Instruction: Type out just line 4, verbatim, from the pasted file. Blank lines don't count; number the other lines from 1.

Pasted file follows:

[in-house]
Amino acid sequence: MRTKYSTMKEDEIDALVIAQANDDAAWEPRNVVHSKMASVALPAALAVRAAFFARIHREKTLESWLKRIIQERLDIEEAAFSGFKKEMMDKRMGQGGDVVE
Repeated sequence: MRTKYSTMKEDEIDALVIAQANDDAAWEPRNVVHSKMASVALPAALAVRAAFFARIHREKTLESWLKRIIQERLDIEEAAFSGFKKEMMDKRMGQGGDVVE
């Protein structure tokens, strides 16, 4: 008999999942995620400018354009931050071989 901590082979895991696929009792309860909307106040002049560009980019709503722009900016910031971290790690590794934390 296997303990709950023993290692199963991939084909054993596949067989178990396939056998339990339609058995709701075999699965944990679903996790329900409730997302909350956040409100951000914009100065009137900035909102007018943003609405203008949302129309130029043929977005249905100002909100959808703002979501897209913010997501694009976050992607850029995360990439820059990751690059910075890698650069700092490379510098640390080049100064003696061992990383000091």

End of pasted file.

């Protein structure tokens, strides 16, 4: 008999999942995620400018354009931050071989 901590082979895991696929009792309860909307106040002049560009980019709503722009900016910031971290790690590794934390 296997303990709950023993290692199963991939084909054993596949067989178990396939056998339990339609058995709701075999699965944990679903996790329900409730997302909350956040409100951000914009100065009137900035909102007018943003609405203008949302129309130029043929977005249905100002909100959808703002979501897209913010997501694009976050992607850029995360990439820059990751690059910075890698650069700092490379510098640390080049100064003696061992990383000091």